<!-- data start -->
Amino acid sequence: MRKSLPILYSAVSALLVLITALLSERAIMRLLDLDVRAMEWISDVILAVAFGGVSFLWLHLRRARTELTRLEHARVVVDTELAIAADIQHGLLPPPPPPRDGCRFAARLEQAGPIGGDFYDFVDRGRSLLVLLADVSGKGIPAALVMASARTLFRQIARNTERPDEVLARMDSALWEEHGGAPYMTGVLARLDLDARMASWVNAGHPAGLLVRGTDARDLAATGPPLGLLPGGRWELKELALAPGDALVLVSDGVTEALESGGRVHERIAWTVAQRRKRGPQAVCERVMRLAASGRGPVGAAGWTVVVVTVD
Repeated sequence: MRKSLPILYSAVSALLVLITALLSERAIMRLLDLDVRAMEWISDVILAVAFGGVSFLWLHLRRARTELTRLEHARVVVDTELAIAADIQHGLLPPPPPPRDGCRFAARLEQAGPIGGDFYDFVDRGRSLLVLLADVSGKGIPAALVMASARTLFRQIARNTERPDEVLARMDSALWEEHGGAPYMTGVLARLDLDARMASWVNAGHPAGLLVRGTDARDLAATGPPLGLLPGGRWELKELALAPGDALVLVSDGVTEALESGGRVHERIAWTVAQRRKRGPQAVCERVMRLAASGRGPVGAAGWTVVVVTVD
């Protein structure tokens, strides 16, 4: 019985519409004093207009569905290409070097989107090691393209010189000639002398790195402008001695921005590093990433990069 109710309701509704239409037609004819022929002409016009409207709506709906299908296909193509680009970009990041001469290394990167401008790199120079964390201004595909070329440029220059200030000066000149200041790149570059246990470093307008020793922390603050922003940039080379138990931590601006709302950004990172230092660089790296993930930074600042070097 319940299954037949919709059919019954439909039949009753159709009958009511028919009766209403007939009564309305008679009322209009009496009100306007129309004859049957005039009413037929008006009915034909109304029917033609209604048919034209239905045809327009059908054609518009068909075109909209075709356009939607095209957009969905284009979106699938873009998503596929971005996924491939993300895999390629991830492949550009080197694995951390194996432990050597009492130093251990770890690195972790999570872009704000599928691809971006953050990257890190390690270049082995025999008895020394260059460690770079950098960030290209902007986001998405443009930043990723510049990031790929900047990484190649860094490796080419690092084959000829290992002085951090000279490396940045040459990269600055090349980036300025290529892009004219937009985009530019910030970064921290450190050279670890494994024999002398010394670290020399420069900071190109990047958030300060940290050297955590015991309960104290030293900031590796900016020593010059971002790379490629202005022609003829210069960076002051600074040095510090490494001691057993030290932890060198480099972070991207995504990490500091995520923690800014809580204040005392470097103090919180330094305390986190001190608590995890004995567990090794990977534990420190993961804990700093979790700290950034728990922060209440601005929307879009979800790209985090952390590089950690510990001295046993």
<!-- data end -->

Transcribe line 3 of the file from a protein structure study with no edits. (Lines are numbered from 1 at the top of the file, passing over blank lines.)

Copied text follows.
């Protein structure tokens, strides 16, 4: 019985519409004093207009569905290409070097989107090691393209010189000639002398790195402008001695921005590093990433990069 109710309701509704239409037609004819022929002409016009409207709506709906299908296909193509680009970009990041001469290394990167401008790199120079964390201004595909070329440029220059200030000066000149200041790149570059246990470093307008020793922390603050922003940039080379138990931590601006709302950004990172230092660089790296993930930074600042070097 319940299954037949919709059919019954439909039949009753159709009958009511028919009766209403007939009564309305008679009322209009009496009100306007129309004859049957005039009413037929008006009915034909109304029917033609209604048919034209239905045809327009059908054609518009068909075109909209075709356009939607095209957009969905284009979106699938873009998503596929971005996924491939993300895999390629991830492949550009080197694995951390194996432990050597009492130093251990770890690195972790999570872009704000599928691809971006953050990257890190390690270049082995025999008895020394260059460690770079950098960030290209902007986001998405443009930043990723510049990031790929900047990484190649860094490796080419690092084959000829290992002085951090000279490396940045040459990269600055090349980036300025290529892009004219937009985009530019910030970064921290450190050279670890494994024999002398010394670290020399420069900071190109990047958030300060940290050297955590015991309960104290030293900031590796900016020593010059971002790379490629202005022609003829210069960076002051600074040095510090490494001691057993030290932890060198480099972070991207995504990490500091995520923690800014809580204040005392470097103090919180330094305390986190001190608590995890004995567990090794990977534990420190993961804990700093979790700290950034728990922060209440601005929307879009979800790209985090952390590089950690510990001295046993």